A fire destroyed a sailboat, part of a dock, and some equipment owned by the Jakolof Bay Oyster Company Sunday night. There have been no reported injuries. KBBI’s Shady Grove Oliver has more.
Recent News Stories
U.S. Fish and Wild Life Service Ranger Naturalist Doug Stuart is also an amateur historian and student of the Aleutian Campaign fought between the U.S. and Japan during World War II. Stuart says the fighting in Alaska’s Aleutian Islands has been largely forgotten. But, he says it’s important to remind people of the battles fought and the people impacted. Stuart and KBBI’s Quinton Chandler discuss World War II in Alaska.
Survival! Bears! Wilderness! Turmoil at the high seas! More bears! This is what Alaska means to millions of reality TV viewers in the lower 48. But to Alaskans, the reality may be a bit different. Alaskans tend to rely on traditional journalism such as radio and newspapers to get their own news on the state. Alaska Press Club high school journalism fellow Audrey Russell explores the gap between the two mediums and how the two will coexist in the future.
The Department of Transportation or DOT plans to improve congestion and safety issues at the intersection of Main Street and the Sterling Highway. They’ll also refurbish Homer’s Lake Street. Their plan has reached what Project Manager Carla Smith calls the 65% level design.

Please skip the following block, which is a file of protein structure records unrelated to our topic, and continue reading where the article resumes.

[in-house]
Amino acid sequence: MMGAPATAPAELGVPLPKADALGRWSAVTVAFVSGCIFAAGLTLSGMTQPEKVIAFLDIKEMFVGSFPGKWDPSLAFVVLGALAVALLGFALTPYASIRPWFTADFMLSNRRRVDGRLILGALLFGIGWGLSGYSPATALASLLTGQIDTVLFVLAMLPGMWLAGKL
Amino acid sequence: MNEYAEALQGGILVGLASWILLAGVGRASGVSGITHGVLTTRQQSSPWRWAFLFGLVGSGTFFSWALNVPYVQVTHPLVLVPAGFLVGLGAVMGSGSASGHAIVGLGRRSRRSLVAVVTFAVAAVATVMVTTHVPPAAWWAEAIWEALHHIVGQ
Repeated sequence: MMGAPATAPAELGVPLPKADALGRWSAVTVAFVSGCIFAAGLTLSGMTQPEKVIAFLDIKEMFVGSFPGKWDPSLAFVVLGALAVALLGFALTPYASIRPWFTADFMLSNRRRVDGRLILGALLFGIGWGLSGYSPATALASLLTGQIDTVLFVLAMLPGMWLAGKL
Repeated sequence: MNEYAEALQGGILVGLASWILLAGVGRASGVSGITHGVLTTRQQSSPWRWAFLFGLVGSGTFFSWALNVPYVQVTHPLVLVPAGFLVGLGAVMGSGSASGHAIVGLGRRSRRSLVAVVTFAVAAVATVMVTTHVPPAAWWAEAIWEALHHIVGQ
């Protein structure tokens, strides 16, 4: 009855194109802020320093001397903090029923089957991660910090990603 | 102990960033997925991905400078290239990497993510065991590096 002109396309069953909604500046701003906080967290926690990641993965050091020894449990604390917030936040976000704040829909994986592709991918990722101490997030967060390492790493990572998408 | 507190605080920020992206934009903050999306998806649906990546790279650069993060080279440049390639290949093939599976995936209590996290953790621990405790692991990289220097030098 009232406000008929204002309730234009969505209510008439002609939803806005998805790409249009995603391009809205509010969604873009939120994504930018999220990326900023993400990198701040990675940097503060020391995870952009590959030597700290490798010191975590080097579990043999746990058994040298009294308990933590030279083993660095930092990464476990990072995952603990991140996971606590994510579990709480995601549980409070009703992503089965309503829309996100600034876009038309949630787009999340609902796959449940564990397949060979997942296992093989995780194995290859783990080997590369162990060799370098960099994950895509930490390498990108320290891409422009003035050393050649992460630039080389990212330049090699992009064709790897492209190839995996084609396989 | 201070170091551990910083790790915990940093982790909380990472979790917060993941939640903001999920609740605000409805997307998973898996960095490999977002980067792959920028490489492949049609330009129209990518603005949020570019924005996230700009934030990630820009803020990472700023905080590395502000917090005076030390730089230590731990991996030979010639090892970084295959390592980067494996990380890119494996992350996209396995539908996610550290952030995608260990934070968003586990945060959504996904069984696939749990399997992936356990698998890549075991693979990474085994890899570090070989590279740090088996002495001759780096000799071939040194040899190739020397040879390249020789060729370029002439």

“It’s the plans in hand design. It’s the first level of design that we send out for review by the supporting sections, local and government agencies, and any other stake holders that are impacted,” says Smith.
A popular recreation area in the Kenai National Wildlife Refuge is open to visitors once again after suffering a powerful wild land fire. The Card Street Fire is the second wildfire to threaten the refuge in the last year. KBBI’s Quinton Chandler reports refuge managers expect short term impacts from the blaze to be minimal. And they’ll actively study the changes it has brought to the habitat.
The City of Homer seeks public input on the City Budget.
According to a recent NOAA study, Alaskan shellfish hatcheries risk becoming unsustainable by 2040 because of ocean acidification. Over the last week, we’ve heard how a hatchery in Oregon is dealing with changes in ocean chemistry and about groundbreaking genetic research on shellfish adaptability. But the big questions still remain- how far reaching will the effects be and can we mitigate them before it’s too late? KBBI’s Shady Grove Oliver has more.
A recent NOAA study found that by 2040, Alaskan shellfish hatcheries may no longer be sustainable because of ocean acidification, unless serious mitigation efforts are put in place. Last week, we reported on a hatchery in Oregon that’s become a model for adapting to these different conditions. But the long term solution may actually lie in shellfish genes. KBBI’s Shady Grove Oliver has more.